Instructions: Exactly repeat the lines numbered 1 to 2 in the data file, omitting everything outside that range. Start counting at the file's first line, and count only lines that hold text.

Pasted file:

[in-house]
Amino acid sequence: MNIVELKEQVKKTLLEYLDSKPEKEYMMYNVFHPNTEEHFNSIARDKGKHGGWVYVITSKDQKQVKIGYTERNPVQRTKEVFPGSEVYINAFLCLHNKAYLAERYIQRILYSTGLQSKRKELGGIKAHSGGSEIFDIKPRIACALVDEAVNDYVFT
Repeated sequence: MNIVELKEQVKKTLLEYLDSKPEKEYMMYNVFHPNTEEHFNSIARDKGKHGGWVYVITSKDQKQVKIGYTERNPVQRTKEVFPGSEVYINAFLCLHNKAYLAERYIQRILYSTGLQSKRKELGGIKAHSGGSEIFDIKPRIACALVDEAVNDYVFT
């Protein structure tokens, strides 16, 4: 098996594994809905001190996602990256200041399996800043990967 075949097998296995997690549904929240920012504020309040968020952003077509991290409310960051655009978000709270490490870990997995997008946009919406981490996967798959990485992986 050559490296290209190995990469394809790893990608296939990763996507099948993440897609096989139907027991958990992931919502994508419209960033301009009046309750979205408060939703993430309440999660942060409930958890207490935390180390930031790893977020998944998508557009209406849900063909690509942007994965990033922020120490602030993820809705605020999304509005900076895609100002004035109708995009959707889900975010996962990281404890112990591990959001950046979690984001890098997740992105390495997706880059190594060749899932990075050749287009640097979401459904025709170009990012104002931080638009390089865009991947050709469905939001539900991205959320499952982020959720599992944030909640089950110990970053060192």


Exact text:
[in-house]
Amino acid sequence: MNIVELKEQVKKTLLEYLDSKPEKEYMMYNVFHPNTEEHFNSIARDKGKHGGWVYVITSKDQKQVKIGYTERNPVQRTKEVFPGSEVYINAFLCLHNKAYLAERYIQRILYSTGLQSKRKELGGIKAHSGGSEIFDIKPRIACALVDEAVNDYVFT